However, before the financial crash, the government was unpopular; by 2007, Blair's approval rating sat at -43 percent. Campbell pinpoints two policies in particular that damaged the administration: the introduction of university tuition fees in 1998, which "felt at odds with what we were saying about what we wanted to do" and, "obviously Iraq was incredibly difficult."

Few would disagree with him on the latter: It is likely that the disastrous 2003 invasion, alongside George W. Bush's gungho America, will be the defining feature of Blair's entry in the history books. Some critics of Blair's New Labour argue that the communications—the spin and extreme message discipline—that Campbell brought to politics, especially in the lead-up to the war, fueled a distrust in politics and politicians among the British public. "I think it has to some extent," says Campbell, "but I think that's a very convenient argument for our opponents…to say that any problem with politics is to do with the fact that we did certain things and did them very well."

Blair himself is convinced that his voters are still out there. "The Labour Party that we put together was a Labour Party of people who were economically in favor of social justice, but…in favor of enterprise, were socially liberal, were internationalist in outlook, and that coalition; I still think it exists in British politics today," he told a Times podcast recently. He is campaigning for a second referendum on Brexit as part of a pitch to the moderate center ground. But Fielding is skeptical, give the sweeping change the Brexit vote has made to British politics. "Brexit has just driven a coach and horses through that kind of approach," he says. Though the country was fairly evenly split (52 percent voted to leave, versus 48 to remain), he says, "What we do know is that even those people who voted to Remain, there's a significant proportion that have just basically accepted [Brexit]."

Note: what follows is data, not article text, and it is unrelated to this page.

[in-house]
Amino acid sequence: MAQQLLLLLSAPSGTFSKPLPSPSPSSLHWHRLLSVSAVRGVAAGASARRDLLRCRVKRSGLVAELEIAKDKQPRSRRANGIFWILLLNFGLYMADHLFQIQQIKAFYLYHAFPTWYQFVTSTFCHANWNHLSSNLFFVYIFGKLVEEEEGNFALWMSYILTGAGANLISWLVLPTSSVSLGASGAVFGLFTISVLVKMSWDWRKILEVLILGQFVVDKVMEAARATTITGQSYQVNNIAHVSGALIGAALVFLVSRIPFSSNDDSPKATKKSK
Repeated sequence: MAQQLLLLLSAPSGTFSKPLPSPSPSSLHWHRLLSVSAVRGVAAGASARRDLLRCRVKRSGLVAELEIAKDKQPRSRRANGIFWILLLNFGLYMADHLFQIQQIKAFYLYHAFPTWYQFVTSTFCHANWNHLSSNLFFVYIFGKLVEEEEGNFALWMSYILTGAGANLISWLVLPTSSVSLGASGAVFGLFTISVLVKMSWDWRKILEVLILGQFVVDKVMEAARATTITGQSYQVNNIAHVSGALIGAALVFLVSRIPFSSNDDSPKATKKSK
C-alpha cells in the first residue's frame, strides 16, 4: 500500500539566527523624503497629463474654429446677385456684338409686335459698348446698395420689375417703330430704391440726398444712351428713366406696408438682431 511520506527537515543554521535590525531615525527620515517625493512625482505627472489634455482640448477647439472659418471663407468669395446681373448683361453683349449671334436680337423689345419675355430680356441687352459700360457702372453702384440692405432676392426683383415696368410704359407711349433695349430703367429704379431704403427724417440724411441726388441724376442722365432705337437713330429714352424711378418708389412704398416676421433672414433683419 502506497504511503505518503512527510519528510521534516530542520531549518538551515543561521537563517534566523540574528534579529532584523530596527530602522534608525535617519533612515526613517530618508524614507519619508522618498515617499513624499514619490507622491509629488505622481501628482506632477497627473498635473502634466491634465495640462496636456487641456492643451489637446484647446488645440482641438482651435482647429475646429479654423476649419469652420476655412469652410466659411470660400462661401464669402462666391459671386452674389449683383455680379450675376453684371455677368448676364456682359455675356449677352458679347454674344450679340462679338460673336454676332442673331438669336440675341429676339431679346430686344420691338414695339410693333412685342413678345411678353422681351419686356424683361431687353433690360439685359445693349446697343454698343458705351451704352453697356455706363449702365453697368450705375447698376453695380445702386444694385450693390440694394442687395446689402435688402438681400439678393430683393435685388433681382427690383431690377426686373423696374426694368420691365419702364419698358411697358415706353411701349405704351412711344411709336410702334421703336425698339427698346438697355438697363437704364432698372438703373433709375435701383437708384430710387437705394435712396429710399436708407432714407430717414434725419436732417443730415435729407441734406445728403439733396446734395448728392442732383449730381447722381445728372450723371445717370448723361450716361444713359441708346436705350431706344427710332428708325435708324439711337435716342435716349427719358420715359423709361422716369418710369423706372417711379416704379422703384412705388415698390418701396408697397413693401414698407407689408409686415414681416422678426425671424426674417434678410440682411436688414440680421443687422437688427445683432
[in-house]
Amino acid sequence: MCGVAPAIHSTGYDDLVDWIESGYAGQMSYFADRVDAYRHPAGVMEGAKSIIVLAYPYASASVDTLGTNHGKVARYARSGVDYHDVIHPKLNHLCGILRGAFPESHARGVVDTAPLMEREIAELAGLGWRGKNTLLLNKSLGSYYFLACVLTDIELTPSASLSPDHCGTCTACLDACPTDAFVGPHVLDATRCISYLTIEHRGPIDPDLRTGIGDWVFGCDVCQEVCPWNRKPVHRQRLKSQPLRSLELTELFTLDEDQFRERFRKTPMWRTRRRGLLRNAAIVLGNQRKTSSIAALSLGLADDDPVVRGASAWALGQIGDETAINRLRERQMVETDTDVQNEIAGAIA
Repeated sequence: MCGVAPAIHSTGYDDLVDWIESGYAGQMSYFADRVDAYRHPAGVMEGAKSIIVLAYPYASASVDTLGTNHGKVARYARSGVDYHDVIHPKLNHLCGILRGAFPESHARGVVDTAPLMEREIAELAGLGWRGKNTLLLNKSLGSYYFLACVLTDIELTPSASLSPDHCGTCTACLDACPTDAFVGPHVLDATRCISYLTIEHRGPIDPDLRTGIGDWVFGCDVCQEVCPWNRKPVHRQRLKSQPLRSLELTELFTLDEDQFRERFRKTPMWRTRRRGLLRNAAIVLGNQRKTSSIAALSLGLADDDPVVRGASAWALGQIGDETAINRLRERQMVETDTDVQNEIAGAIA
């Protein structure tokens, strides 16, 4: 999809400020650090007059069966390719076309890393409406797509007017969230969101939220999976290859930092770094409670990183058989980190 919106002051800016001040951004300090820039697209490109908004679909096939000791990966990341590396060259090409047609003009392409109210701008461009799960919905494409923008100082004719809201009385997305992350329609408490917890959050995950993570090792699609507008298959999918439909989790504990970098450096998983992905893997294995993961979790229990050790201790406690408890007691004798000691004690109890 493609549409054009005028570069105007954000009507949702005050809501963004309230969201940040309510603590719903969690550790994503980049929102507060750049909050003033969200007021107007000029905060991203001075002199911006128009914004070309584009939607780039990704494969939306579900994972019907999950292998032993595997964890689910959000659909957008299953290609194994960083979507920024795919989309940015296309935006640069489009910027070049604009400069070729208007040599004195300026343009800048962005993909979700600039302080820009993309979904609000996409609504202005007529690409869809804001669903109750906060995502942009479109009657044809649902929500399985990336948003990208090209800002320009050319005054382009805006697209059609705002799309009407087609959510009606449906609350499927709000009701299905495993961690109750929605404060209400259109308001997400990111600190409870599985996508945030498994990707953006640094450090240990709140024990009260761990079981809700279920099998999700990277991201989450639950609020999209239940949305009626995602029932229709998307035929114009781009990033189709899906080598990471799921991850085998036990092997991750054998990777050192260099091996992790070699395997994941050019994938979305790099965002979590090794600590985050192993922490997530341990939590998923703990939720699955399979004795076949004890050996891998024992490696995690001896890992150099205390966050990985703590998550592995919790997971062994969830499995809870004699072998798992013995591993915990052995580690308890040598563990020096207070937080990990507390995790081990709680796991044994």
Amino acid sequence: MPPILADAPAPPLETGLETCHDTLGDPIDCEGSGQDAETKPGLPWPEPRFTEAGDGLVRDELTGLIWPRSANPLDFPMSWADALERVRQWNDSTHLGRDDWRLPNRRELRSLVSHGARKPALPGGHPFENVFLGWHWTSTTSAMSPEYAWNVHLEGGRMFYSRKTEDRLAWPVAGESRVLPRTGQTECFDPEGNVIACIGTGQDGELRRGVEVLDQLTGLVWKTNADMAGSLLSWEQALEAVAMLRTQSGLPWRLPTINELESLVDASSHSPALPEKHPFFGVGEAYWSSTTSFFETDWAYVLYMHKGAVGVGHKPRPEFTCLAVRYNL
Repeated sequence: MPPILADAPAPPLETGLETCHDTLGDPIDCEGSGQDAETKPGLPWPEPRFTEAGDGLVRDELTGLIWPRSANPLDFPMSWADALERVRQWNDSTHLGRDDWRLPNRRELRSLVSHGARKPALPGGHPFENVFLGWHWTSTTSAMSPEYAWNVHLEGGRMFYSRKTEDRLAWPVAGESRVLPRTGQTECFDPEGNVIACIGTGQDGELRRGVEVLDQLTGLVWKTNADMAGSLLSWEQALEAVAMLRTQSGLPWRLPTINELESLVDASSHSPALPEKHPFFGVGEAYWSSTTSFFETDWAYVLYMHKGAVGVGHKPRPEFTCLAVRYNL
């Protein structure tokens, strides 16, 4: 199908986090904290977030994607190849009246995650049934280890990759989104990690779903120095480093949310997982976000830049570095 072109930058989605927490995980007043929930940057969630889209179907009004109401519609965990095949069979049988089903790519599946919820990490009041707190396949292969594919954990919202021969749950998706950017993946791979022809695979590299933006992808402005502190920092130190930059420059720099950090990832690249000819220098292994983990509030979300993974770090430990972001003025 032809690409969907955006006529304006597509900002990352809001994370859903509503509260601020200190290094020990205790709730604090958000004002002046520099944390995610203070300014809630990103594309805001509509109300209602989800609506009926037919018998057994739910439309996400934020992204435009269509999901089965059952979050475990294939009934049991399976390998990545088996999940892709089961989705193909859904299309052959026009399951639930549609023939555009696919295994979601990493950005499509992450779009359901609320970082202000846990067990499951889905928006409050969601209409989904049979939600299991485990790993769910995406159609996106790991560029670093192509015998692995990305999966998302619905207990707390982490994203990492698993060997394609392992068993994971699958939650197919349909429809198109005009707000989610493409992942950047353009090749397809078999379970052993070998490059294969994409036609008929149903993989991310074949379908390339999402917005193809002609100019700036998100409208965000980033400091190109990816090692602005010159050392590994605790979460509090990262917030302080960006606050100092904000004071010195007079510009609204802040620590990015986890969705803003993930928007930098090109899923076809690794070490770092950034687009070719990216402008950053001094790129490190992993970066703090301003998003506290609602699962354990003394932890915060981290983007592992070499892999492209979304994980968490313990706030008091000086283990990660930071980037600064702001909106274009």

And Campbell? He's happy to admit he has no idea. "[Ronald] Reagan had that quote where, you know, the loss of freedom is never more than a generation away, and I sort of feel that at the moment. It's not just about Brexit, it is about different visions for the world." The election of 2017 could prove every bit as much a milestone in British political history as 1997. Just as before, those on the losing side of the argument might have a long struggle back through the wilderness to power again—if they make it at all.